“That’s how you intro some shit.” He was right. “He” is Warren Phynix Johnson, one of the four members of BLACKOUT, along with Sherman Edwards, Ramon Smith, and Darwin Smith. He had just finished introducing the night’s opening group, Challenger, and as he was walking back to the green room, he stopped to meet me at the bar to tell me tell me that what I had just witnessed was a proper introduction. Again, he was right. Johnson gave one of the loudest, and most energetic introductions I’ve seen on an iO stage. This, however, was not an anomaly. Rather, it was just the BLACKOUT way.
BLACKOUT is a unique group within the improv community. “Other groups look for form, we try and break it. We’re high energy,” said Darwin Smith. Most every other group claims to be energetic, but if Johnson’s intro was any indication, BLACKOUT takes it a step beyond. Their show included no less than 6 musical breakdowns, high-physical transformations, people stacked on top of each other, and chair f-ing.
But if we’re talking about what sets BLACKOUT apart from most every other improv group in the city, there is an obvious answer. In a community dominated by white guys in button down shirts, BLACKOUT is something, to borrow the Python’s phrase, completely different. All four members are black, and Darwin, who grew up on the West Side, never knew there was a place called Second City, or that there was such a thing as improvisational comedy.
“There’s a lot of pressure when you’re a black performer,” said Johnson, when asked about how race factors into their show. Everyone in the group had stories about being cast in a show simply because the theater was looking for a “new black guy,” or about how invariably, someone on stage will say “But Senator/Officer/Sir/Captain you’re black,” in an attempt at a clever bit. Darwin Smith told me that “You always have to be ready, and you always have to have a response.” His personal favorite: “Yes, and you’re Asian!”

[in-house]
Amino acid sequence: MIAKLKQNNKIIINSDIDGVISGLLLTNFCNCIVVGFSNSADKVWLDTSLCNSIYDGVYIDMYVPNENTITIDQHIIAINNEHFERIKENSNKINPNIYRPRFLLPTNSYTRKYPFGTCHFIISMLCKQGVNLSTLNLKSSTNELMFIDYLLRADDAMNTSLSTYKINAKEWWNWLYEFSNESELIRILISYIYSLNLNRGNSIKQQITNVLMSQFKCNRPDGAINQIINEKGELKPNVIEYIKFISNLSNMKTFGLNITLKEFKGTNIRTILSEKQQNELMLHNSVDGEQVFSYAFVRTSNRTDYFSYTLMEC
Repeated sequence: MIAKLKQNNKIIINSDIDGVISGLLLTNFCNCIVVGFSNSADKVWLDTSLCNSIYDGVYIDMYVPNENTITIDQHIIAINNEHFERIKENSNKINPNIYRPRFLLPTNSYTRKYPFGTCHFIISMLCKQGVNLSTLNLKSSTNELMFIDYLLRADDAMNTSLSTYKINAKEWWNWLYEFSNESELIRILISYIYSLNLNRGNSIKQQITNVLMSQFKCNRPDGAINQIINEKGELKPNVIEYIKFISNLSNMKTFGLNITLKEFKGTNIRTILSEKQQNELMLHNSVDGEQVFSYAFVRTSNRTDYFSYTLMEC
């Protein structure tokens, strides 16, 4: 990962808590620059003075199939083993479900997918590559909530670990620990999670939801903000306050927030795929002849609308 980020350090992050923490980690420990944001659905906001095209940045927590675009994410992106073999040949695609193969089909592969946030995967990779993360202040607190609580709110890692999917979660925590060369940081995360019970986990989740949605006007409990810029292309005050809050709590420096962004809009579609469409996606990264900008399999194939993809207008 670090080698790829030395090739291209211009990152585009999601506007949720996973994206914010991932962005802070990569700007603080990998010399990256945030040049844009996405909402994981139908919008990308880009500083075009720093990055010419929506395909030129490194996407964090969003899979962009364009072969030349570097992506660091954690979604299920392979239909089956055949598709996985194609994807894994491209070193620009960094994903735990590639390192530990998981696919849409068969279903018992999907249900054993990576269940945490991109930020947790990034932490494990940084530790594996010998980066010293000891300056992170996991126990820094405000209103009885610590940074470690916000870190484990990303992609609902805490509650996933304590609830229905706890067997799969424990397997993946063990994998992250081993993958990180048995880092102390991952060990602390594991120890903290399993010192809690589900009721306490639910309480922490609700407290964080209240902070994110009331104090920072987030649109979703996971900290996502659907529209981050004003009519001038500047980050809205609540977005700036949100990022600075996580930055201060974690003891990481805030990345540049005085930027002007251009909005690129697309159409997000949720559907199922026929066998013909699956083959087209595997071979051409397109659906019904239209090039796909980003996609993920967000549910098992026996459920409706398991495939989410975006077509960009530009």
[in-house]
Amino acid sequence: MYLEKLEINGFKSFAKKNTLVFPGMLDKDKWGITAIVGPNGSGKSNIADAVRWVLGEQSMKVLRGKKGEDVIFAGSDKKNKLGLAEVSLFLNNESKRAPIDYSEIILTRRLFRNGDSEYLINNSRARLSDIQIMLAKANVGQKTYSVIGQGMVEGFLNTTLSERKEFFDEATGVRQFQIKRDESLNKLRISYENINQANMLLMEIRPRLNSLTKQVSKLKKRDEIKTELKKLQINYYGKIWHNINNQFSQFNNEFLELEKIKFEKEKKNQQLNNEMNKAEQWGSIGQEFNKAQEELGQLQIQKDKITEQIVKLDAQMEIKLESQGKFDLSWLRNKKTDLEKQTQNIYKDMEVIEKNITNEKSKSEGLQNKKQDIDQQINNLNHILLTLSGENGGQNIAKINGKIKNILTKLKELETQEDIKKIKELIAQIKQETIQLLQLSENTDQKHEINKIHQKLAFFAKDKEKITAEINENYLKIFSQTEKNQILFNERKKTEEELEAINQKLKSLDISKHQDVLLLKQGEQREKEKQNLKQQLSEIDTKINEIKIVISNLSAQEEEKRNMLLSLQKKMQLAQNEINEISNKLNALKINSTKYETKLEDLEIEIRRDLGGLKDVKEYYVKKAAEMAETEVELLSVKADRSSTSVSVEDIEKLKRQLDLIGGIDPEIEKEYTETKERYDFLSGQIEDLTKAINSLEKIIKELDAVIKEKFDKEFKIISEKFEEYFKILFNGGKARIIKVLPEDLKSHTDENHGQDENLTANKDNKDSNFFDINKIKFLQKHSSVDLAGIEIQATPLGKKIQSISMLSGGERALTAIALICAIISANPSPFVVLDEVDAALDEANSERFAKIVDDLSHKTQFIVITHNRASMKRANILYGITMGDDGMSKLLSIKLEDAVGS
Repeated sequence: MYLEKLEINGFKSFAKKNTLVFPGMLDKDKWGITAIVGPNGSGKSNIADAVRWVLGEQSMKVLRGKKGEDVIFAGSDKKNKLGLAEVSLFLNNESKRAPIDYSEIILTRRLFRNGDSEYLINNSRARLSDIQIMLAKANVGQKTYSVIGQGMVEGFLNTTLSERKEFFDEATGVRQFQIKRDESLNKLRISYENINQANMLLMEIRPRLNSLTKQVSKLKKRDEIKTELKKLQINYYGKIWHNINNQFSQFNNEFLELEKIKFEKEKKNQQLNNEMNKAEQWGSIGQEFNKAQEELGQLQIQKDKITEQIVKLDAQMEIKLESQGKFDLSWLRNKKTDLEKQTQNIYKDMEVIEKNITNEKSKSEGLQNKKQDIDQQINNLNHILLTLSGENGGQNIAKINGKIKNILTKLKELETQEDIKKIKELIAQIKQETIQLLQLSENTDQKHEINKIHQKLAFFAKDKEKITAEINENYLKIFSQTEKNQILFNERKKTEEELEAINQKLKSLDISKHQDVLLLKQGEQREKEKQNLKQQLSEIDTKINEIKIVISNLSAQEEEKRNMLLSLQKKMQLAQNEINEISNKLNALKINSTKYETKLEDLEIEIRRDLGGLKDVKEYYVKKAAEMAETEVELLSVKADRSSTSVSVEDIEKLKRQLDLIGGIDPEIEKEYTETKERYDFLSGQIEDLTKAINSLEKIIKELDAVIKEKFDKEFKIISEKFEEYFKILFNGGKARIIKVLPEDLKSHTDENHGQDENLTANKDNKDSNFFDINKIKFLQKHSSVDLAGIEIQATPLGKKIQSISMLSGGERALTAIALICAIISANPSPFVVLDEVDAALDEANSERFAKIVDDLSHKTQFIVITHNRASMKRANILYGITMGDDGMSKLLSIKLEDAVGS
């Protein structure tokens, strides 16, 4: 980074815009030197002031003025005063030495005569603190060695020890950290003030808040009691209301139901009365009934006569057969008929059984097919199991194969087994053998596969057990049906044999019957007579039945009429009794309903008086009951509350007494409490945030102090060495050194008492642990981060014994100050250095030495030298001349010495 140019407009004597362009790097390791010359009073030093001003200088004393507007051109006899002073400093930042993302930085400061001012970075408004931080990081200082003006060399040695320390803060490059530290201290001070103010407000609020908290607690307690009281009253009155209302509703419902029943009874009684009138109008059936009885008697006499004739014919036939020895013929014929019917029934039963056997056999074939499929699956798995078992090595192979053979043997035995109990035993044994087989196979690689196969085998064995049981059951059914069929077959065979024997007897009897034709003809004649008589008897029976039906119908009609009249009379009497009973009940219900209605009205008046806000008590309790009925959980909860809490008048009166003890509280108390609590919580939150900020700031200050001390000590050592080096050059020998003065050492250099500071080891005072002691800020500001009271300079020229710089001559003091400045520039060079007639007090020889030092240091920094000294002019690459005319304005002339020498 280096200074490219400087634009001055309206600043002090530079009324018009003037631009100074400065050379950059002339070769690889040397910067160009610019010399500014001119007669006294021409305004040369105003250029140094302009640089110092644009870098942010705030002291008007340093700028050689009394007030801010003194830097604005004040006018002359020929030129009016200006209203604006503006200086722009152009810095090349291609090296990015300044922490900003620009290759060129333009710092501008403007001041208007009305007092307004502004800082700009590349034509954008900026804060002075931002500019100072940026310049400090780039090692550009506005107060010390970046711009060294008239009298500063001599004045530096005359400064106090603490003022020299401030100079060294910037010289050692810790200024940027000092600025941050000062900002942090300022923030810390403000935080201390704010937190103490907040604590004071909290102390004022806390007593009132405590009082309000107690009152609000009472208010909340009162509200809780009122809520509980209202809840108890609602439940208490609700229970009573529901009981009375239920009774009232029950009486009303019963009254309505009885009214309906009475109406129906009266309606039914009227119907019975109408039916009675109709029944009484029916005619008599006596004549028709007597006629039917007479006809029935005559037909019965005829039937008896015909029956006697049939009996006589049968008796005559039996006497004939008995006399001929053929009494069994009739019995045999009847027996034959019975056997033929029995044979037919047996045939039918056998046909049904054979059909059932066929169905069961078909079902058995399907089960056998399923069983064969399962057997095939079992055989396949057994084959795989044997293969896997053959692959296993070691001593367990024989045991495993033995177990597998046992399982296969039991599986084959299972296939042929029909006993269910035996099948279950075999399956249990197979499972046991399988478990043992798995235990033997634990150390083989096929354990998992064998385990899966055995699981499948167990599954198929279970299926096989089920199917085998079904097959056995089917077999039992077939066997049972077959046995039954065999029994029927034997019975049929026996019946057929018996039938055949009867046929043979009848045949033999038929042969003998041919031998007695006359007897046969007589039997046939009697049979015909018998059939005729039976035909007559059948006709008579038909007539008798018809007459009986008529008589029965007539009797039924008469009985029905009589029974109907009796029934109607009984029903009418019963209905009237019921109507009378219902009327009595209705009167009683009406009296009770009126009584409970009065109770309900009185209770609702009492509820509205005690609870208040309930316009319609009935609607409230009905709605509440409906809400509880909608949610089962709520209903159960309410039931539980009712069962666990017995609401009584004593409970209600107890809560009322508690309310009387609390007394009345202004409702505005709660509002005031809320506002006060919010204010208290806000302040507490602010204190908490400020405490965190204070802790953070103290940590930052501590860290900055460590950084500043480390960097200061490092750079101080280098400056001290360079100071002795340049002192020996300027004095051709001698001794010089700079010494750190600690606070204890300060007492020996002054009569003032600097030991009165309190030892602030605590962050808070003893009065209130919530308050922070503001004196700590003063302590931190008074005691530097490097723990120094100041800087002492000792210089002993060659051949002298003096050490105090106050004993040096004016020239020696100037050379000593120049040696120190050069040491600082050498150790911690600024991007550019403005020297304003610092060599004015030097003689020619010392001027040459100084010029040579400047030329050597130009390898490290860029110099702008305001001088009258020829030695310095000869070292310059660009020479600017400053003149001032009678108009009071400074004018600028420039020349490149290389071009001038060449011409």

BLACKOUT formed in 2008 playing at the Green Door Speak Easy. In the beginning they didn’t even like playing with each other, as they had competing styles of improvisation. But soon they bonded, over both shared experiences and love of the art. “You get close to one another when you play for houses of 6 people, or 26, or 56 people,” said Ramon Smith, “that’s when you really got to know one another.” In 2009 the group got the midnight on Saturday slot at iO, and they’ve held it ever since.
BLACKOUT calls their show at iO (which celebrated its one-year anniversary this past Saturday) “White People,” which doesn’t refer to the racial group, but rather, to anyone that isn’t part of BLACKOUT. Every show includes a “white person” as a guest, and this time around it was recent Second City Touring Company cast member Kate Duffy. Past guests have included Tim Baltz, TJ Jagodowski, Jet Eveleth, and Joe Bill…just to name a few
In both my interview with them, and the following show, the group was brutally honest. Whether they were telling me stories about getting angry on stage, racial stereotyping, or an opening monologue about a love of 80’s pop culture, BLACKOUT thrives on tapping into something real. They’ve since expanded this particular brand of comedy to include not only performances around town, but a radio show with NPR affiliate 89.5. It’s clear that in all of these media, they’ve cultivated a fan base that is just as energetic as BLACKOUT itself. When Challenger left the stage and the BLACKOUT show started, the lights began to flash, the audience started clapping, and through the speakers came the chant, “BLACKOUT BLACKOUT!” Everyone in the theater joined in, and so began the show. Now that, is how you intro some shit.
You can find out more about BLACKOUT at www.blackoutcomedy.com. Their radio show can be heard on 89.5FM.
Venue: iO Chicago Theater